I went to a yoga retreat last week-end.  I realized when I got there that it had been almost a year since I had been there last, and that this anniversary coincided with the end of my very first IVF cycle.  I originally went there during that first two week wait.  I was new to the whole IVF thing and thought it’d be good to have somewhere to go and something to distract me while I counted the days.  I knew I wouldn’t be doing much physically, but thought it’d be nice to be somewhere pretty and to break up the two weeks somehow.  What I didn’t foresee was that the cycle was going to go very badly, so at transfer we knew we had almost no chance of success.  I went on the retreat, but was so sad and depressed that I came back early.

So, there I was again, about a year later, and about to embark on my fourth IVF cycle.  It made me really take stock and feel oddly proud of how far I’ve come in that year.  I’m stronger than I was, know better how very much I can take and adapt to, and I’m (a little) more able to give up control.  I’m daring to hope a little bit that some of these changes – especially the reduction in stress and anxiety – might make the IVF a TINY bit more likely to work this time.  Really, future embryo, it’s a calmer place to be, so stick around, ok?

When I started the IVF I was so freaked out by the medical-ness of the whole process.  I got upset and angry whenever I saw the hospital building where my clinic was.  Because I had to use medical intervention, I felt “unwell.” I was (for some reason) angry at my doctors simply because I had to go through it all.  I had to hide my sharps container in a pretty bag, because it disturbed me so much to have it in my room (well, I still do that).  Now, most of the time, it’s routine.  When the big bag of meds gets delivered to my door, I don’t freak out.  The biggest gift that this infertility has given me is a deep-seated belief that humans – and I – have an amazing ability to survive and adapt to pretty shitty situations.   Not only do we get through them, but they often can end up feeling like not really a big deal after awhile.  Knowing that on a deep, visceral level is a HUGE comfort.  I never thought injections and ultrasounds could become routine, but I guess that’s what makes us resilient.

The retreat was much better this time than the last, of course.  I still got a little lonely in that “who am I going to sit with at lunch awkward junior high” kind of way, but mostly it was relaxing and beautiful.  The photos on this post are from there.  There was one thing I regret, though.  I’m gonna state what may be obvious to most people; I’m a little slow sometimes.  If some  touchy-feely yoga teacher starts a “share circle” where you go around the room sharing the things  you’re grappling with in life, DON’T join in if you’re an IF-er.  DUH.  I don’t know why I didn’t run the other way.  I guess I’m a pretty open person and I assumed that I could handle it.  “Hi, my name is Sally, and I have a hard time putting my blackberry down.”  “Hi, my name is Mary, and I’m sad because I have to put my 8 month-old in childcare.” “Hi, my name is George and I feel ambivalent about retiring.” “Hi, my name is Patience and I’m getting ready for my FOURTH IVF.”  Um…It’s very much not fun to be the person with the worst problem in a “share circle.” It’s just fabulous that I was able to offer everyone a very cathartic experience and that they could be moved by how courageous I was to share my really awful problem with them.  Whatever.  Then I had to run into near strangers at dinner and know they were thinking, “Oh, that’s the infertile girl”.  Seriously a stupid move on my part.  That just reinforced to me how much of a LIFE SAVER the IF community is.  With fellow IF-ers, no one is going to be simultaneously titillated and pitying about how horrible my situation is.  We’ve all been there, to a certain extent.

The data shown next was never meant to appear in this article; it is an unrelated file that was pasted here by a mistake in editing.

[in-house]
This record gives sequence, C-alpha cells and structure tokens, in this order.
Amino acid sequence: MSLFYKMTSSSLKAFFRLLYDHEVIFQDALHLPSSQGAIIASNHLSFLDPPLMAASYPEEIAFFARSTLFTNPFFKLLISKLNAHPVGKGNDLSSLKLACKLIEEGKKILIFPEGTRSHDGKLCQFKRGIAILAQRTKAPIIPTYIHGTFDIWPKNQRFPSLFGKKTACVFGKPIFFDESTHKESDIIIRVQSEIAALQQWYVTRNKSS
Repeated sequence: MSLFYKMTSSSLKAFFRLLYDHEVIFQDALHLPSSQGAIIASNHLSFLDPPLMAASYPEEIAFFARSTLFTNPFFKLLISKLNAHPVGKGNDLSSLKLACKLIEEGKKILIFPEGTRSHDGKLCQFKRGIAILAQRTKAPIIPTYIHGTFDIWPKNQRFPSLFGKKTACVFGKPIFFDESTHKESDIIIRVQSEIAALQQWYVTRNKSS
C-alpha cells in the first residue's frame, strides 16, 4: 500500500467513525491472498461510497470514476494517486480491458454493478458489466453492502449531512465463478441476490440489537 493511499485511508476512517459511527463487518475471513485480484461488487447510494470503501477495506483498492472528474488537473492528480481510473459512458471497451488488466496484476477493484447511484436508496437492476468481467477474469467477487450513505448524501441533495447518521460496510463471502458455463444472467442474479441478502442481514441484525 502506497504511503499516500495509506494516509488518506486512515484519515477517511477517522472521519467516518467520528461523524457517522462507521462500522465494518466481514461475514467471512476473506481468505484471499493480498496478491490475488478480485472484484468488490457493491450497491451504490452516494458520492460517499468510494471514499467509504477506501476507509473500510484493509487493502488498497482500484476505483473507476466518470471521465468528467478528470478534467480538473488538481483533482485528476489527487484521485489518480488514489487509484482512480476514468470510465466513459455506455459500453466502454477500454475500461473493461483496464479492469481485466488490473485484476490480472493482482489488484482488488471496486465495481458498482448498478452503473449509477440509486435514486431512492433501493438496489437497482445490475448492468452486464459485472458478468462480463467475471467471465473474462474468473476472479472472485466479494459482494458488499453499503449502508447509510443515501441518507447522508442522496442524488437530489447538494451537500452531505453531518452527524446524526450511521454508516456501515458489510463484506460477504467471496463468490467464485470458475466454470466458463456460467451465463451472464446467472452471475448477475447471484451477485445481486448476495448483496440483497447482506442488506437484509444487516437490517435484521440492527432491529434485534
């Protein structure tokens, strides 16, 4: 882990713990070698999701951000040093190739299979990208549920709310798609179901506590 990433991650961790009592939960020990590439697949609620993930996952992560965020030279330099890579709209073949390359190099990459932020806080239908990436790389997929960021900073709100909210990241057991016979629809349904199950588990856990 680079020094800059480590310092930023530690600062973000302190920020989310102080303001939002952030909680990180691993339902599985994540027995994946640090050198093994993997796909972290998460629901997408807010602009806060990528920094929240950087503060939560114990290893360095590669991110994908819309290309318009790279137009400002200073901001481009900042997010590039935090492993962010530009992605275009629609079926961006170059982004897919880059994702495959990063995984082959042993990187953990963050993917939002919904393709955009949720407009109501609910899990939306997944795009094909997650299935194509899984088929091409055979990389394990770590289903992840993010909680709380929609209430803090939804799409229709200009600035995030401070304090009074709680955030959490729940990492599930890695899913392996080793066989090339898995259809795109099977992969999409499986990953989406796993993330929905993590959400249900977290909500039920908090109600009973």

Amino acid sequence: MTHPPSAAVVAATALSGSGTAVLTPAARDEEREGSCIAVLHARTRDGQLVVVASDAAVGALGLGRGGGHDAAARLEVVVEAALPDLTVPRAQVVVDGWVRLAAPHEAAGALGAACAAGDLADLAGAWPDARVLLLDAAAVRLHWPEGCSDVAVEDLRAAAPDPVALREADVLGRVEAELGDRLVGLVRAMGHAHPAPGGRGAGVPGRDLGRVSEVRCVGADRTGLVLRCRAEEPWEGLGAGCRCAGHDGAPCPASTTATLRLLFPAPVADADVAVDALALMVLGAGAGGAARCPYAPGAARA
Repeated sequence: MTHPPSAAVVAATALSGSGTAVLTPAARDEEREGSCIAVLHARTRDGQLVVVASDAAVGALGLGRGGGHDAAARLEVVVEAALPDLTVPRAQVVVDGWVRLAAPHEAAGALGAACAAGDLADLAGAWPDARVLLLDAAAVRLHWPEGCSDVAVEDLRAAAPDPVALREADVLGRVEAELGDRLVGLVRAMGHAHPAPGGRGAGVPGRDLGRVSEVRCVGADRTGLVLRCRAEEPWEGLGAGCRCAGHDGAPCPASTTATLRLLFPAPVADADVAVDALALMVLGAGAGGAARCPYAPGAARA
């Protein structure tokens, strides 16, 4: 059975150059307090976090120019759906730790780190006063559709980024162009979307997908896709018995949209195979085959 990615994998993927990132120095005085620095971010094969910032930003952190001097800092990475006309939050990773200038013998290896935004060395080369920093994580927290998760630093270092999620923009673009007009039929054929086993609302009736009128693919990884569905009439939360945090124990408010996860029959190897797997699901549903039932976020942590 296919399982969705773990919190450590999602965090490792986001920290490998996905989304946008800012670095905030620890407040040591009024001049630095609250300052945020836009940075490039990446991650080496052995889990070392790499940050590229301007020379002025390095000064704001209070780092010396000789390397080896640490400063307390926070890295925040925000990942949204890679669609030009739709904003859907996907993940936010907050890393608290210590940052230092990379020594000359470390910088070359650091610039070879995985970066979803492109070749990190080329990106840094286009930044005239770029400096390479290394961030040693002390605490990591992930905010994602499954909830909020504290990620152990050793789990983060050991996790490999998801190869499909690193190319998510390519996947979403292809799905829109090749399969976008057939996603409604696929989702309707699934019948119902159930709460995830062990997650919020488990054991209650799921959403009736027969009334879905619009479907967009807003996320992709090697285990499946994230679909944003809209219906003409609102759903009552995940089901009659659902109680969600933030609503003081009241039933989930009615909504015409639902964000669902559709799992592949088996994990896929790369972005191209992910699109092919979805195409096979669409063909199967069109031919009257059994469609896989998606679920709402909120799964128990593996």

So, now it seems like cycle #4 is finally coming up.  My clinic formally said that they’re willing to work with me (phew), and they’ve told me what protocol they recommend.  At the moment I’m tentatively hopeful and a little bit excited.  It’s really, very hard to believe that I might ever get pregnant, though.  I know so many of us feel that way after struggling for so long.  I’ve learned a lot since the last one failed, and now I have Zoloft on my side.  And I have you guys.  That’s gotta count for something, right?

– Patience

My Shadow